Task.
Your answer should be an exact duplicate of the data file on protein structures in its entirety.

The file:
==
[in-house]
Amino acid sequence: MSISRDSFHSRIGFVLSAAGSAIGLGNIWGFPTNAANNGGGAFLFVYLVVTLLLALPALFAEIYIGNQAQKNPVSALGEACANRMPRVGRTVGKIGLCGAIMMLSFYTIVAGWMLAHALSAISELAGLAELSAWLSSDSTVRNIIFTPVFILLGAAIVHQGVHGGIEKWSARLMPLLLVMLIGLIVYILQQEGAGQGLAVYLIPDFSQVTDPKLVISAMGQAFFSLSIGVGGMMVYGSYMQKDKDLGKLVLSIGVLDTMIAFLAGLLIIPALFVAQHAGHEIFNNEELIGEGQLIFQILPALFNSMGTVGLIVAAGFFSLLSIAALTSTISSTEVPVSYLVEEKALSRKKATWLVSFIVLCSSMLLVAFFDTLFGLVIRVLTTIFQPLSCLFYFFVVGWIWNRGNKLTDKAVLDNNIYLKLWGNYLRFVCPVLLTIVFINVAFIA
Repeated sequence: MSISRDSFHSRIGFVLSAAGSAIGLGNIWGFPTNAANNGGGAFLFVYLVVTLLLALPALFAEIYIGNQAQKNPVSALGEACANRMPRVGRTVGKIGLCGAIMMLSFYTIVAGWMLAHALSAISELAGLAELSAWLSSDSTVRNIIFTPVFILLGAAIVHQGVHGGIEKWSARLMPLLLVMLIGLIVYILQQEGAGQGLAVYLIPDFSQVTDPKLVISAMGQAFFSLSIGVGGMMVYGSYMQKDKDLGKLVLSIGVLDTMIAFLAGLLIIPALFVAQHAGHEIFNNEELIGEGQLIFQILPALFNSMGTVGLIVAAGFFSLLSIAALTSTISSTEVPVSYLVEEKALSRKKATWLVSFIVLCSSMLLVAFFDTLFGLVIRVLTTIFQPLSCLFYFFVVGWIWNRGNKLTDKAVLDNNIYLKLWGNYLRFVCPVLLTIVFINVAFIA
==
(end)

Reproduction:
[in-house]
Amino acid sequence: MSISRDSFHSRIGFVLSAAGSAIGLGNIWGFPTNAANNGGGAFLFVYLVVTLLLALPALFAEIYIGNQAQKNPVSALGEACANRMPRVGRTVGKIGLCGAIMMLSFYTIVAGWMLAHALSAISELAGLAELSAWLSSDSTVRNIIFTPVFILLGAAIVHQGVHGGIEKWSARLMPLLLVMLIGLIVYILQQEGAGQGLAVYLIPDFSQVTDPKLVISAMGQAFFSLSIGVGGMMVYGSYMQKDKDLGKLVLSIGVLDTMIAFLAGLLIIPALFVAQHAGHEIFNNEELIGEGQLIFQILPALFNSMGTVGLIVAAGFFSLLSIAALTSTISSTEVPVSYLVEEKALSRKKATWLVSFIVLCSSMLLVAFFDTLFGLVIRVLTTIFQPLSCLFYFFVVGWIWNRGNKLTDKAVLDNNIYLKLWGNYLRFVCPVLLTIVFINVAFIA
Repeated sequence: MSISRDSFHSRIGFVLSAAGSAIGLGNIWGFPTNAANNGGGAFLFVYLVVTLLLALPALFAEIYIGNQAQKNPVSALGEACANRMPRVGRTVGKIGLCGAIMMLSFYTIVAGWMLAHALSAISELAGLAELSAWLSSDSTVRNIIFTPVFILLGAAIVHQGVHGGIEKWSARLMPLLLVMLIGLIVYILQQEGAGQGLAVYLIPDFSQVTDPKLVISAMGQAFFSLSIGVGGMMVYGSYMQKDKDLGKLVLSIGVLDTMIAFLAGLLIIPALFVAQHAGHEIFNNEELIGEGQLIFQILPALFNSMGTVGLIVAAGFFSLLSIAALTSTISSTEVPVSYLVEEKALSRKKATWLVSFIVLCSSMLLVAFFDTLFGLVIRVLTTIFQPLSCLFYFFVVGWIWNRGNKLTDKAVLDNNIYLKLWGNYLRFVCPVLLTIVFINVAFIA